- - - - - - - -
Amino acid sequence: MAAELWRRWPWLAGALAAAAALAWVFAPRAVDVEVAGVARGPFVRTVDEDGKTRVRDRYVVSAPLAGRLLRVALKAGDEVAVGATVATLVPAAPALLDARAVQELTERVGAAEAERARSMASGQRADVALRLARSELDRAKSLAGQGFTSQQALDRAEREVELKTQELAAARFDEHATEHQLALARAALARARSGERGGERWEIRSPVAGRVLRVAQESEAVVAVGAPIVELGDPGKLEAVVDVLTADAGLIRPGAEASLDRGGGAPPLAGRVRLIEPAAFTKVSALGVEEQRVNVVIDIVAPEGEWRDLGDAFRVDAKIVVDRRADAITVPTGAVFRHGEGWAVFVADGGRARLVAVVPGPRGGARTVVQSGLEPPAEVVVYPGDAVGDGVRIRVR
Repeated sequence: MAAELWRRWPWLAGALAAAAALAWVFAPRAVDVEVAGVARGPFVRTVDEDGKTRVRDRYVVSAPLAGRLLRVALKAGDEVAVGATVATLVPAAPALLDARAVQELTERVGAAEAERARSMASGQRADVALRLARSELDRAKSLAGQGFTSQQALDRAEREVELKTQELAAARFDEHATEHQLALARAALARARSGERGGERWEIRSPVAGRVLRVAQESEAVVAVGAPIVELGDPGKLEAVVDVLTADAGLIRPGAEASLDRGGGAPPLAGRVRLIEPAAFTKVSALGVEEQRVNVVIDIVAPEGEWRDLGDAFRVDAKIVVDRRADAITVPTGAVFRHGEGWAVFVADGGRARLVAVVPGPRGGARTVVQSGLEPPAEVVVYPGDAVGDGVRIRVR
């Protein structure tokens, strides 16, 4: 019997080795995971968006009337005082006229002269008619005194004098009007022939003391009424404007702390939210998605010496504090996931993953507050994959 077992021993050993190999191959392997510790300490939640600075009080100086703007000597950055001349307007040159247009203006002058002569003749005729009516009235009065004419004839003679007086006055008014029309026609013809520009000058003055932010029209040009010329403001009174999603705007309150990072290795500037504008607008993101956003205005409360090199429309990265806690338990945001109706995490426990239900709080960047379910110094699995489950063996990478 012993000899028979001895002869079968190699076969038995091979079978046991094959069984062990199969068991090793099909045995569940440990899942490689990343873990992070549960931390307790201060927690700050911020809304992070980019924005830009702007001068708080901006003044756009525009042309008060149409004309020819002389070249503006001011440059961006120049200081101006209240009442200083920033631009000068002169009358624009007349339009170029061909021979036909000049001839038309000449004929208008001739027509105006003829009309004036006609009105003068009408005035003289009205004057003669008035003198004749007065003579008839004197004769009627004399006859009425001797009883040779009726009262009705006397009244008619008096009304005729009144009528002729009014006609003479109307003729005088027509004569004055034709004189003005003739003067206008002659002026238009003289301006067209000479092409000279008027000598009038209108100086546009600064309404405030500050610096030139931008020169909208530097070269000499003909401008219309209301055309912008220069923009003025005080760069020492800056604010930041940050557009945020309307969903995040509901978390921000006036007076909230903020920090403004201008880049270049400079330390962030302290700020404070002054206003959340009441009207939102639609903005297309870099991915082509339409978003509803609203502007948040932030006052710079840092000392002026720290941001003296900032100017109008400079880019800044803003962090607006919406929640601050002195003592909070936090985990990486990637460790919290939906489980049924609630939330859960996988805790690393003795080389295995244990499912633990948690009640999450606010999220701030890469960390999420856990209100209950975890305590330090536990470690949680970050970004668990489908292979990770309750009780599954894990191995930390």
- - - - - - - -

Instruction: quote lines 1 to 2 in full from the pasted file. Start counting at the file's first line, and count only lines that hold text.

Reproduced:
Amino acid sequence: MAAELWRRWPWLAGALAAAAALAWVFAPRAVDVEVAGVARGPFVRTVDEDGKTRVRDRYVVSAPLAGRLLRVALKAGDEVAVGATVATLVPAAPALLDARAVQELTERVGAAEAERARSMASGQRADVALRLARSELDRAKSLAGQGFTSQQALDRAEREVELKTQELAAARFDEHATEHQLALARAALARARSGERGGERWEIRSPVAGRVLRVAQESEAVVAVGAPIVELGDPGKLEAVVDVLTADAGLIRPGAEASLDRGGGAPPLAGRVRLIEPAAFTKVSALGVEEQRVNVVIDIVAPEGEWRDLGDAFRVDAKIVVDRRADAITVPTGAVFRHGEGWAVFVADGGRARLVAVVPGPRGGARTVVQSGLEPPAEVVVYPGDAVGDGVRIRVR
Repeated sequence: MAAELWRRWPWLAGALAAAAALAWVFAPRAVDVEVAGVARGPFVRTVDEDGKTRVRDRYVVSAPLAGRLLRVALKAGDEVAVGATVATLVPAAPALLDARAVQELTERVGAAEAERARSMASGQRADVALRLARSELDRAKSLAGQGFTSQQALDRAEREVELKTQELAAARFDEHATEHQLALARAALARARSGERGGERWEIRSPVAGRVLRVAQESEAVVAVGAPIVELGDPGKLEAVVDVLTADAGLIRPGAEASLDRGGGAPPLAGRVRLIEPAAFTKVSALGVEEQRVNVVIDIVAPEGEWRDLGDAFRVDAKIVVDRRADAITVPTGAVFRHGEGWAVFVADGGRARLVAVVPGPRGGARTVVQSGLEPPAEVVVYPGDAVGDGVRIRVR